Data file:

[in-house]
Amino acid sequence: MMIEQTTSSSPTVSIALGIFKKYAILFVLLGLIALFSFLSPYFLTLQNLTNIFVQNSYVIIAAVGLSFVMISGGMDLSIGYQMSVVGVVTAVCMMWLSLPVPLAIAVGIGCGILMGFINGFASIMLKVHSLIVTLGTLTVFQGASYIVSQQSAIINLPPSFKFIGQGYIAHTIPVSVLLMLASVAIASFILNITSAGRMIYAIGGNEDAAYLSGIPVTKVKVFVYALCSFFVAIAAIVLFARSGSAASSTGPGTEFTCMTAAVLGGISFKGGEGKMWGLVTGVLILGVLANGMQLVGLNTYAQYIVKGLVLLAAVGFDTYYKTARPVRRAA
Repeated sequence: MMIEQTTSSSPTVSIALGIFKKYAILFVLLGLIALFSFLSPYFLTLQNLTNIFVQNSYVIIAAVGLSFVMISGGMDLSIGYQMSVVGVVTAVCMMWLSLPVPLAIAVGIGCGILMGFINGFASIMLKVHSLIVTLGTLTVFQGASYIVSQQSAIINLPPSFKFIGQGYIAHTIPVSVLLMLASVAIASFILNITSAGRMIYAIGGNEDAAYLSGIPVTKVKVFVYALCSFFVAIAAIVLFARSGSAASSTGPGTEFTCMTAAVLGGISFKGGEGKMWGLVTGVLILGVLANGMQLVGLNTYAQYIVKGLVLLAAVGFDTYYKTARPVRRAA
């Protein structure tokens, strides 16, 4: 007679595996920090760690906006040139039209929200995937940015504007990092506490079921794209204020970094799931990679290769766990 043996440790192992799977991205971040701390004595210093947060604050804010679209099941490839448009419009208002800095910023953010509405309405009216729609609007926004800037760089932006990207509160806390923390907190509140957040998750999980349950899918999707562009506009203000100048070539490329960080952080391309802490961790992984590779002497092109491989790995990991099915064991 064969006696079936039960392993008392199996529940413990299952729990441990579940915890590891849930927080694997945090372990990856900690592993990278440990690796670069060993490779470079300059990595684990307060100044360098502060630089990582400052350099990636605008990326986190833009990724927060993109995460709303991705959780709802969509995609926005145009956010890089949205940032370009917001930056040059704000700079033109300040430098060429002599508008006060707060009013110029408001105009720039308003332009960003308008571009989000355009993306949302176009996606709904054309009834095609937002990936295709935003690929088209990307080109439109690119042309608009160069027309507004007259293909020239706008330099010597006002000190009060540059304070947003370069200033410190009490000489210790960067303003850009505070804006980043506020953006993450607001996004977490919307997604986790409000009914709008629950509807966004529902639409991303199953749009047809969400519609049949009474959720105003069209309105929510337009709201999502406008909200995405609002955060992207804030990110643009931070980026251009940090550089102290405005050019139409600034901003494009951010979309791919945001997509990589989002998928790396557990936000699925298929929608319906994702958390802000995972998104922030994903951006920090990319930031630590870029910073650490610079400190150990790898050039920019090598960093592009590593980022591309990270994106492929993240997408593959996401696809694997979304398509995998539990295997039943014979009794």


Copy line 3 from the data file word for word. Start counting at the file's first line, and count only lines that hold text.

Repeated sequence: MMIEQTTSSSPTVSIALGIFKKYAILFVLLGLIALFSFLSPYFLTLQNLTNIFVQNSYVIIAAVGLSFVMISGGMDLSIGYQMSVVGVVTAVCMMWLSLPVPLAIAVGIGCGILMGFINGFASIMLKVHSLIVTLGTLTVFQGASYIVSQQSAIINLPPSFKFIGQGYIAHTIPVSVLLMLASVAIASFILNITSAGRMIYAIGGNEDAAYLSGIPVTKVKVFVYALCSFFVAIAAIVLFARSGSAASSTGPGTEFTCMTAAVLGGISFKGGEGKMWGLVTGVLILGVLANGMQLVGLNTYAQYIVKGLVLLAAVGFDTYYKTARPVRRAA